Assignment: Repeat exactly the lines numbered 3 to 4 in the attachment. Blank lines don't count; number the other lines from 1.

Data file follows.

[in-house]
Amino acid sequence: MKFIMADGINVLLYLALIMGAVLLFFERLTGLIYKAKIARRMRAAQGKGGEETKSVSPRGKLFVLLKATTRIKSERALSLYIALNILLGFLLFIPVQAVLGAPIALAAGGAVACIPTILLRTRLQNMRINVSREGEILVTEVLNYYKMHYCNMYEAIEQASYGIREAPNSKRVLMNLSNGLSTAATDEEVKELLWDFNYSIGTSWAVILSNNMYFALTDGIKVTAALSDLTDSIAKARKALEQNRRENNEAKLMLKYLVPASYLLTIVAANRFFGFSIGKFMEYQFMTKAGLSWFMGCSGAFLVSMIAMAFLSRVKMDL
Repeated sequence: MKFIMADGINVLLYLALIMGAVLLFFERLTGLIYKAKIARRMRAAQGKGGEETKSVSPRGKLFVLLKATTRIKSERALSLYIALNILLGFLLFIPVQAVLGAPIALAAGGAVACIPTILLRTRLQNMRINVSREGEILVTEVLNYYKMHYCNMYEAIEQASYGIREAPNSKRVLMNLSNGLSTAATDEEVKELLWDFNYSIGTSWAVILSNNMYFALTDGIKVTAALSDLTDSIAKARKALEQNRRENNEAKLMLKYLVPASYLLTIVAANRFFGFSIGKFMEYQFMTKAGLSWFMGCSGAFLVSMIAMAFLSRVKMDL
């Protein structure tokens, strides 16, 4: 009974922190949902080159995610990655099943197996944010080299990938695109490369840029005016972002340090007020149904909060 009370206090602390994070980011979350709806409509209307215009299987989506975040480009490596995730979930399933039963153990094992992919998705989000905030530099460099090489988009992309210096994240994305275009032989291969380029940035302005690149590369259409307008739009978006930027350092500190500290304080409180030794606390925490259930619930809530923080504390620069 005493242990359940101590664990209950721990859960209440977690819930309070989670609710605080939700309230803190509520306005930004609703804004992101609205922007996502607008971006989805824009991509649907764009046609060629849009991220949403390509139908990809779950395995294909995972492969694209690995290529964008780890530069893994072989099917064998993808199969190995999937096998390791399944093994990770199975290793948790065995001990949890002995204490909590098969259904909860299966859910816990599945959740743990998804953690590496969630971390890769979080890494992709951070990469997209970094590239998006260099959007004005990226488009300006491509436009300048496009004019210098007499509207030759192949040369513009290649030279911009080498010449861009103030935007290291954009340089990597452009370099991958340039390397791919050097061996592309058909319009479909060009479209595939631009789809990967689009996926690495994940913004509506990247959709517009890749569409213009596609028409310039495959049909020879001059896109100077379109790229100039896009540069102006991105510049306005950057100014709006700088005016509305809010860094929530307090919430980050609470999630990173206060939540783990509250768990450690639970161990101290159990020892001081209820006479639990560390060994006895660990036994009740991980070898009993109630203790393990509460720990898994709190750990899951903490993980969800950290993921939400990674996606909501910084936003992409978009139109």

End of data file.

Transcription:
Repeated sequence: MKFIMADGINVLLYLALIMGAVLLFFERLTGLIYKAKIARRMRAAQGKGGEETKSVSPRGKLFVLLKATTRIKSERALSLYIALNILLGFLLFIPVQAVLGAPIALAAGGAVACIPTILLRTRLQNMRINVSREGEILVTEVLNYYKMHYCNMYEAIEQASYGIREAPNSKRVLMNLSNGLSTAATDEEVKELLWDFNYSIGTSWAVILSNNMYFALTDGIKVTAALSDLTDSIAKARKALEQNRRENNEAKLMLKYLVPASYLLTIVAANRFFGFSIGKFMEYQFMTKAGLSWFMGCSGAFLVSMIAMAFLSRVKMDL
């Protein structure tokens, strides 16, 4: 009974922190949902080159995610990655099943197996944010080299990938695109490369840029005016972002340090007020149904909060 009370206090602390994070980011979350709806409509209307215009299987989506975040480009490596995730979930399933039963153990094992992919998705989000905030530099460099090489988009992309210096994240994305275009032989291969380029940035302005690149590369259409307008739009978006930027350092500190500290304080409180030794606390925490259930619930809530923080504390620069 005493242990359940101590664990209950721990859960209440977690819930309070989670609710605080939700309230803190509520306005930004609703804004992101609205922007996502607008971006989805824009991509649907764009046609060629849009991220949403390509139908990809779950395995294909995972492969694209690995290529964008780890530069893994072989099917064998993808199969190995999937096998390791399944093994990770199975290793948790065995001990949890002995204490909590098969259904909860299966859910816990599945959740743990998804953690590496969630971390890769979080890494992709951070990469997209970094590239998006260099959007004005990226488009300006491509436009300048496009004019210098007499509207030759192949040369513009290649030279911009080498010449861009103030935007290291954009340089990597452009370099991958340039390397791919050097061996592309058909319009479909060009479209595939631009789809990967689009996926690495994940913004509506990247959709517009890749569409213009596609028409310039495959049909020879001059896109100077379109790229100039896009540069102006991105510049306005950057100014709006700088005016509305809010860094929530307090919430980050609470999630990173206060939540783990509250768990450690639970161990101290159990020892001081209820006479639990560390060994006895660990036994009740991980070898009993109630203790393990509460720990898994709190750990899951903490993980969800950290993921939400990674996606909501910084936003992409978009139109």